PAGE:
Art in making
Masterpice at display
Ferrari F60 engine at Chinese F1 Grand Prix, Shanghai, 17th-19th, April 2009
Designing a F1 exhaust system is an extremely complex business that calls for an intimate knowledge of the laws of acoustics if the engineers are to tease the last reserves of power out of the engine.
Ferrari F-1 312 Engine exhaust, shot during the Special Ferrari year at the Monterey Historic Races. One of the great V12 engines. That manifold is a magnificent work of art. Can you imagine how long it took to design build and tune that thing!
That's because, like in a trumpet, the exhaust gases vibrate at a specific frequency depending on the speed of the engine. As the valves open and close, they generate a pulsating column of exhaust, with regular peaks and troughs of pressure. To ensure that the 4 cylinders per bank don't interfere with one another in this respect, all the exhaust pipes must be the same length. And at the end of the collector, the exhaust gasses from each bank exit the car from a single tailpipe.
Early last century, as piston engines came under the scrutiny of academics, it was noticed that if an engine was run at an RPM such that the firing frequency coincided with the natural frequency of the exhaust system, i.e. the "note" of the exhaust pipe, a resonance was set up in the pipe. However, it was not until MIT published a paper on how this phenomenon could be exploited to increase the performance of an engine, that the tuning of exhaust systems really took off. Among the first to experiment with exhaust tuning were the motorcycle engine tuners. In the late 1940s and early 50s, they tried different length exhaust pipes on their single-cylinder Nortons etc to obtain maximum power and to shape the torque curve. There is some evidence that Mercedes-Benz were experimenting with exhaust systems on their pre-War GP cars, but there is no mention of this in any of the books on these cars and the technique was probably not fully understood. It was not until the 2.5 liter GP cars of the 1950's that we really see exhaust system tuning applied to Formula1 racing engines.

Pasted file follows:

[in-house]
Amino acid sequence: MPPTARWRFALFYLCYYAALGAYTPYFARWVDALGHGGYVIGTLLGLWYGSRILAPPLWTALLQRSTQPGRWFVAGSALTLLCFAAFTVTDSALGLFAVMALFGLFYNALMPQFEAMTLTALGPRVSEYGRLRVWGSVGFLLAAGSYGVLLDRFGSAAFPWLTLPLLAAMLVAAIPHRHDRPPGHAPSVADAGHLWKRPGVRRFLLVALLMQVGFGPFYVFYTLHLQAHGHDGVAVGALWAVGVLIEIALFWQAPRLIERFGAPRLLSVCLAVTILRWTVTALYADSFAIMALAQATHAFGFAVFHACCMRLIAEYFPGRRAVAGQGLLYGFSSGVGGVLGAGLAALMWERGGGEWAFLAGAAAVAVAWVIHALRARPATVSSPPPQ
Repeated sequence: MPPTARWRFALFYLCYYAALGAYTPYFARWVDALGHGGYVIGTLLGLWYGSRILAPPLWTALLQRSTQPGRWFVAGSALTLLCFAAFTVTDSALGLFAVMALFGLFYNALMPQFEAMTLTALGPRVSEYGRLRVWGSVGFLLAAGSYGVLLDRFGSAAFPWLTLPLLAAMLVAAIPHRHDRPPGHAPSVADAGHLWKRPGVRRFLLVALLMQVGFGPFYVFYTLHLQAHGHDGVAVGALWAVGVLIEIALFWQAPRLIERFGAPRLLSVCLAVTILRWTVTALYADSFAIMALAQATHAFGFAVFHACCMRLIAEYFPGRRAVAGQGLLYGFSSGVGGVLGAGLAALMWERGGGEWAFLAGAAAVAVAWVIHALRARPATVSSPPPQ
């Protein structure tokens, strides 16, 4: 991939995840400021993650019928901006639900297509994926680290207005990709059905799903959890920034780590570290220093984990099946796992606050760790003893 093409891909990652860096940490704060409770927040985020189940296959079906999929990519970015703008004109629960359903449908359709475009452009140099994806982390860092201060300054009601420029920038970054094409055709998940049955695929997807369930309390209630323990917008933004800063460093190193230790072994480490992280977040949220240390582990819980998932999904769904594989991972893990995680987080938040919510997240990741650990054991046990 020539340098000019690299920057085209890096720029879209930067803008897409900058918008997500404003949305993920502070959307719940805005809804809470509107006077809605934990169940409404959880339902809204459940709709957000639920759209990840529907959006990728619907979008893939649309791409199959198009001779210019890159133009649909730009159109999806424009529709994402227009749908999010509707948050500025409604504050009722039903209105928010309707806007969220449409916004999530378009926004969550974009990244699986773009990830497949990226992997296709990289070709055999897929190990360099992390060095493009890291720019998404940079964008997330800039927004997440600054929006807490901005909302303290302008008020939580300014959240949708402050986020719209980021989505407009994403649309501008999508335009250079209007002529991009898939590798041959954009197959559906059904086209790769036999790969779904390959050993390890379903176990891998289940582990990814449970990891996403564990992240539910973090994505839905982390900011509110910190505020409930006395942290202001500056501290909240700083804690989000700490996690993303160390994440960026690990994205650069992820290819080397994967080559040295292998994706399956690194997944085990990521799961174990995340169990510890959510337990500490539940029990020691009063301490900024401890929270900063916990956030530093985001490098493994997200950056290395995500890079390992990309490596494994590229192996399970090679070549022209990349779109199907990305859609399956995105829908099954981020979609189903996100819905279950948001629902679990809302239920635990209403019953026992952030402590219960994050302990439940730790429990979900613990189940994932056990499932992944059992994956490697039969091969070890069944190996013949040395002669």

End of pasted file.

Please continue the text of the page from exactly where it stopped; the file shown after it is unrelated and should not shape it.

The objective of the engine designer is to create a negative pressure at the exhaust valve during the overlap period when both exhaust and intake valves are open. To do this he designs an exhaust system that resonates at a particular RPM, and uses the pressure waves reflected by the ends of the pipes to modify the time history of the pressure at the exhaust valve. By coupling two or more of the cylinders' exhaust primary pipes together, interaction between the pulses created by each cylinder modify the pressure characteristics at any given RPM. The ends of each primary pipe are brought together in a collector, such that their ends are close enough together to interact, and the tail pipe(s) form a secondary resonant system. At the same time, the designer will chose intake lengths to form another resonant system, which also interacts with the exhaust system. When two or more cylinder's exhaust pipes are coupled, the firing order of the engine becomes significant, and the firing order of V-8's are chosen as a compromise between exhaust tuning and the torsional dynamics of the crankshaft.